Neo-Jacobins undermine American constitutionalism by radically redefining its meaning. They have little loyalty towards the culturally distinctive, historically evolved America. This country, neo-Jacobins assert, represents a sharp break with the past. They love to speak of the “Founding,” because that term suggests that America does not have historical origins but emerged afresh from enlightened minds. Harry Jaffa and others insist that to celebrate America is to celebrate radical innovation and revolution. ~Claes Ryn
Via Daniel McCarthy
The foregoing comes from Prof. Ryn’s Philadelphia Society talk, made available online at LewRockwell.com.Unlike my fellow bloggers of the right, Daniel McCarthy and Michael Brendan Dougherty (who should be offering up some of his reflections on the weekend before too long), I did not attend the Philadelphia Society’s meeting this past weekend, but given the prominent repudiation of the neo-Jacobins here, Prof. Lukacs’ indictment of the failures of the “movement,” and what I understand was a very powerful speech by Prof. Bacevich on foreign policy I have to say that I regret that I missed it.
Reading Prof. Ryn’s entirely correct criticism of Harry Jaffa and those who speak mystically about “the Founding” is a powerful one and it cuts to the heart of the flaw in these virtual worshippers of “the Founding.” Some of the people over at Claremont will speak as if “the Founding” possessed the sort of “incarnational significance” that a certain theologian reserves for capitalism, or that some of the (false) philosophical ideas invoked in late eighteenth century documents should be universally binding on all conservative Americans until the end of time.
But if I am “crunching the Founding,” because I (allegedly an arch-crunchy con) have questioned the validity of Enlightenment contract theories and their compatibility with the Christian tradition, as Matthew Peterson at Claremont claimed, what is Prof. Ryn doing to Claremont’s conception of “the Founding”? Moreover, if Prof. Ryn is right about “the Founding,” as I think he is, why should anyone put any stock in this ahistorical ideological vision of our early republican history? To judge from the rhetoric of enthusiasts for “the Founding,” which usually has little to do with enthusiasm for the Constitution, the historic rights of Englishmen or the limited institutions established under the Constitution, Americans are obliged to parrot (false) philosophical notions from the late eighteenth century until the end of time because they happen to appear in one prominent and historically significant document of the age.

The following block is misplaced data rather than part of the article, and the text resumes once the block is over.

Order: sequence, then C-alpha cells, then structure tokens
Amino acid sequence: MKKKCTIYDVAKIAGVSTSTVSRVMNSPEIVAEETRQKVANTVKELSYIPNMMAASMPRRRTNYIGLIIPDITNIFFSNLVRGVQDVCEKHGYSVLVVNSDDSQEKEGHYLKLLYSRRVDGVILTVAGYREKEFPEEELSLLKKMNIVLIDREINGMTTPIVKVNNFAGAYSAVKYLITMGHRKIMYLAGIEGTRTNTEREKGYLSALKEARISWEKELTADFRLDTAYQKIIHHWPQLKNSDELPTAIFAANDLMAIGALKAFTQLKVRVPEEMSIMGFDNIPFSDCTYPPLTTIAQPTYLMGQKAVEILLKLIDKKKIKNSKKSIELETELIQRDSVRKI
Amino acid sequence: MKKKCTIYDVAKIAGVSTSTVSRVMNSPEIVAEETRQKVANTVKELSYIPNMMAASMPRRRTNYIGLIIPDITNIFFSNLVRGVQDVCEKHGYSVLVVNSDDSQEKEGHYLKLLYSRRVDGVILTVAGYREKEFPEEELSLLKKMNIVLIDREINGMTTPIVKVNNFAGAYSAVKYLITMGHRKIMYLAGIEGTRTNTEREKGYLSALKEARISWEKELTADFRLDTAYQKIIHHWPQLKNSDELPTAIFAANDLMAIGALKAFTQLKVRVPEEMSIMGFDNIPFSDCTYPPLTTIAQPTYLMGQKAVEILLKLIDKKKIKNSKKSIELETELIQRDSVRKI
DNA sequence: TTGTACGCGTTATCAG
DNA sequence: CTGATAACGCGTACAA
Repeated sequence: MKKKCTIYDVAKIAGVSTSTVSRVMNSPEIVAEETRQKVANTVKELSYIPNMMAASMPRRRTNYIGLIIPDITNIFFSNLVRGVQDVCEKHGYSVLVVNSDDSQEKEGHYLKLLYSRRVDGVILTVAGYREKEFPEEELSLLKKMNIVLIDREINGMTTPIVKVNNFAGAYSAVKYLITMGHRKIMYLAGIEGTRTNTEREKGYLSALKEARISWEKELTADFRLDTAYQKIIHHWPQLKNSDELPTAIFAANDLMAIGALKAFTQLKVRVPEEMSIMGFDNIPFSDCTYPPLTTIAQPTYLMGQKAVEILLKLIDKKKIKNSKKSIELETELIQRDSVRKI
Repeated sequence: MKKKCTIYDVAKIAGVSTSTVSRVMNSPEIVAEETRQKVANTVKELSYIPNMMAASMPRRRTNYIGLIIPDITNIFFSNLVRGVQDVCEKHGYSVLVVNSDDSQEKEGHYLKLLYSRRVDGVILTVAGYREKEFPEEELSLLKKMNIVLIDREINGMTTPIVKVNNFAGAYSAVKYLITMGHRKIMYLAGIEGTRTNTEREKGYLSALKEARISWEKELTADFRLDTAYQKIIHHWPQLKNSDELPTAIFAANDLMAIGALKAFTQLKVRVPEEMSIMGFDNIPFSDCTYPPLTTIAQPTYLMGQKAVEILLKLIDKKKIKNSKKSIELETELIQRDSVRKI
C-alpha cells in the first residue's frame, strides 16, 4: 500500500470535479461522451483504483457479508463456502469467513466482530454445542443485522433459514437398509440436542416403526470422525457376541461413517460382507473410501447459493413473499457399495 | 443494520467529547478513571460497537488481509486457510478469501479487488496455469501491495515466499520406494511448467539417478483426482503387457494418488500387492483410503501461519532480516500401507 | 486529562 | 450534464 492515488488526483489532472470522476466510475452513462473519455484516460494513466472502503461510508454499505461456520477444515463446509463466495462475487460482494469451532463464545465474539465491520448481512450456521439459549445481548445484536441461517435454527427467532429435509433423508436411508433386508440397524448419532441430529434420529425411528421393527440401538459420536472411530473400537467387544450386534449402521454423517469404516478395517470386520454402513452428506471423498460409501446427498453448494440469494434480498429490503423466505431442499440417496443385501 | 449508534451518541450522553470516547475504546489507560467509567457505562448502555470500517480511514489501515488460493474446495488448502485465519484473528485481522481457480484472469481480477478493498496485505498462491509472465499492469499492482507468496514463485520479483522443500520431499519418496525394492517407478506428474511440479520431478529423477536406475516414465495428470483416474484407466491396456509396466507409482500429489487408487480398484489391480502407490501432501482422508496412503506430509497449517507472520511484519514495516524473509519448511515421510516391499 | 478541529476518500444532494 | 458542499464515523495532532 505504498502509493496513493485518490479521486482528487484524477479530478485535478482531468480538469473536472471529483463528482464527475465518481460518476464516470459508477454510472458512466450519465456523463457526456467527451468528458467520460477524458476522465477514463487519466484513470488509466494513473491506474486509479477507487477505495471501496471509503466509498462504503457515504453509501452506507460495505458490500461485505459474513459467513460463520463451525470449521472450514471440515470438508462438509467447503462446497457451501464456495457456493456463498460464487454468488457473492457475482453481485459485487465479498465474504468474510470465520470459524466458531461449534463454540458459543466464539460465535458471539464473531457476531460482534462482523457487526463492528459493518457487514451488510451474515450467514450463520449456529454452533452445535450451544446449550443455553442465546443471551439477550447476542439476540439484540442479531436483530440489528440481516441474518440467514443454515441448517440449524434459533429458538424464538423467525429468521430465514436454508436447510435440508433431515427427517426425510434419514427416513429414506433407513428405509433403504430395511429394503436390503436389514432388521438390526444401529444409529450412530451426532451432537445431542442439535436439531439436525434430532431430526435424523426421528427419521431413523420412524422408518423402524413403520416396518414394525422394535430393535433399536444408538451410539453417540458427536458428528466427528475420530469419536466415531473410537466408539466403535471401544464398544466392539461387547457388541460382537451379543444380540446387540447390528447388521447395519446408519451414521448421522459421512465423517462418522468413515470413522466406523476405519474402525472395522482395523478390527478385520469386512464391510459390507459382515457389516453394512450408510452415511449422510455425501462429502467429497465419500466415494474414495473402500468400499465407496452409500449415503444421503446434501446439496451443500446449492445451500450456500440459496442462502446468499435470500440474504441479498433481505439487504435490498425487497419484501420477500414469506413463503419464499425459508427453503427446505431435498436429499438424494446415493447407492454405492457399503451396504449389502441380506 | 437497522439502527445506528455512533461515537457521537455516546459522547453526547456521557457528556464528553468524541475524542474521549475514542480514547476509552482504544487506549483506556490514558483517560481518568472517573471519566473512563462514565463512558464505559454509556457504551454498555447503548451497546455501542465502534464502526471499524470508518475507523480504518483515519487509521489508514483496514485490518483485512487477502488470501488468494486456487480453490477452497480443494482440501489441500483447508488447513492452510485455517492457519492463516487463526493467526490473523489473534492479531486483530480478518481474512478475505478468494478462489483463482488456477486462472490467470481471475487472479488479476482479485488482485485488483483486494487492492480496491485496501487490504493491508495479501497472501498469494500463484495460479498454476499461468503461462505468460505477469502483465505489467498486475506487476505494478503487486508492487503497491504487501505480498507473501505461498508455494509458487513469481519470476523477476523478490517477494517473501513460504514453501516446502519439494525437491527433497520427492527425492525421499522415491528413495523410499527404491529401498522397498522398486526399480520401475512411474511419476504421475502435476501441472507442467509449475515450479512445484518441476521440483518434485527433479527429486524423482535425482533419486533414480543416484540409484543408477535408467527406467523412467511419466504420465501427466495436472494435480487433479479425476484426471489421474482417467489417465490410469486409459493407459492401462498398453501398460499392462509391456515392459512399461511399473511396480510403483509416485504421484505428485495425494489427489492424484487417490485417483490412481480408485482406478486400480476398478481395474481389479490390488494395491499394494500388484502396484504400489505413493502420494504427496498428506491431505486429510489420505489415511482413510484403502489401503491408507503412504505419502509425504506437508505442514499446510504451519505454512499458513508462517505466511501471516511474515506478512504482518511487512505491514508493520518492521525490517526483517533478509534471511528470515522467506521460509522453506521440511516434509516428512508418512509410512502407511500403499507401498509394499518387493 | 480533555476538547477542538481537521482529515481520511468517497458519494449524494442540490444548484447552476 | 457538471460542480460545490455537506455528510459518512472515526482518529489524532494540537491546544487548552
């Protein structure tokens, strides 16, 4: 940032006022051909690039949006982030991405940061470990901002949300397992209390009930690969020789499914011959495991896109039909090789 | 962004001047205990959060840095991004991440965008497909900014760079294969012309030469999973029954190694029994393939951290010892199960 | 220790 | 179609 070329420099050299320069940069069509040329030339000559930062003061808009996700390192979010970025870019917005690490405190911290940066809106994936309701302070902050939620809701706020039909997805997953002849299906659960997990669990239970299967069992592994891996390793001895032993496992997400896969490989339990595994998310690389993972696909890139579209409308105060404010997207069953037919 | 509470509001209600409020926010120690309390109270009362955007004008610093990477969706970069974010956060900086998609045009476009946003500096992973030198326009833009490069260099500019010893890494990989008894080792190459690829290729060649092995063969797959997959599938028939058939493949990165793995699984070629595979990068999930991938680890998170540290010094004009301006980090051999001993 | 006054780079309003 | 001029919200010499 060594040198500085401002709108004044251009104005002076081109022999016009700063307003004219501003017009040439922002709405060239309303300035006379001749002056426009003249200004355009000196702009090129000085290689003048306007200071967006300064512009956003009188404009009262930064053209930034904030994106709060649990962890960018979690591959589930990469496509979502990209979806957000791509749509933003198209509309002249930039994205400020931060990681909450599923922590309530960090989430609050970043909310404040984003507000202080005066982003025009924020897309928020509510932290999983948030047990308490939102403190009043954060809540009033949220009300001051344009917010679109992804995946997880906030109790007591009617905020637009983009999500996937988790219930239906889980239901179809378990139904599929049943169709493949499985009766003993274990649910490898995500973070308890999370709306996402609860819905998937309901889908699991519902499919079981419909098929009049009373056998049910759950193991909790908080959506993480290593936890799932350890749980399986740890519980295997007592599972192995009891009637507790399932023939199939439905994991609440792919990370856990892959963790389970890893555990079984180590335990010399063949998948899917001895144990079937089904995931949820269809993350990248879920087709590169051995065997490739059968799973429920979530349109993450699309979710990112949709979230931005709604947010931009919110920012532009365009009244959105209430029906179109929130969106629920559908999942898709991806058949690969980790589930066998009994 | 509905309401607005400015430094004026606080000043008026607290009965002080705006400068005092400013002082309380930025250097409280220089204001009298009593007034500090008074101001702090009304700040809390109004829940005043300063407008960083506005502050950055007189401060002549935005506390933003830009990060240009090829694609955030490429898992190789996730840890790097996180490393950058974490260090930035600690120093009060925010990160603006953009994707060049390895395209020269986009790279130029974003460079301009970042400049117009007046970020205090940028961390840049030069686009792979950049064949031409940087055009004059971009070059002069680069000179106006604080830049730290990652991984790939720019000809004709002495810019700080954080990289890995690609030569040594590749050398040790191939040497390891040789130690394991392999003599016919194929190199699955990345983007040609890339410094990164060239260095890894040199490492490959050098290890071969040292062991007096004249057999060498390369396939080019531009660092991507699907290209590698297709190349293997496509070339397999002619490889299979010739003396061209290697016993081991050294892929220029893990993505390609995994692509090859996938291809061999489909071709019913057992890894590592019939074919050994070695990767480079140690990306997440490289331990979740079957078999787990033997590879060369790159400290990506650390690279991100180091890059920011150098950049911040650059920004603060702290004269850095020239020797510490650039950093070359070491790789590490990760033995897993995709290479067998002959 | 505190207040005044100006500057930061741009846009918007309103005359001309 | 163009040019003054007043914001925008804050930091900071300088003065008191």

In his memoirs, Aurel Kolnai commented on the oddity of the American people being trapped in eighteenth century categories of political thought, while nations with a sense of a continuous and lengthy history (a history that Americans also possess, but which they truncate for reasons of political identity) possessed a national identity that transcended and extended beyond any particular set of ideas that may have been fashionable at one time or another. I suspect that this reality has made our countrymen vulnerable to the sorts of ideological manipulations of our history, like those perpetrated by Jaffa, and made the manipulations seem more plausible than they ever should have done.
Here is Prof. Ryn again:
Only a major intellectual or moral flaw in American conservatism could have made so many susceptible to the neo-Jacobin bug. Many who caught it were myopically preoccupied with practical politics and Republican partisanship. They lacked historical perspective and philosophical discernment. Others dimly recognized what was happening but went along to reap financial rewards and advance careers. They concealed almost from themselves that they became hired guns advocating the positions expected of them. Both groups made alliances that will prove compromising. Historians will wonder how so many could have been so easily swayed and manipulated.
As for the major intellectual flaw, I offer my suggestion for what it was here.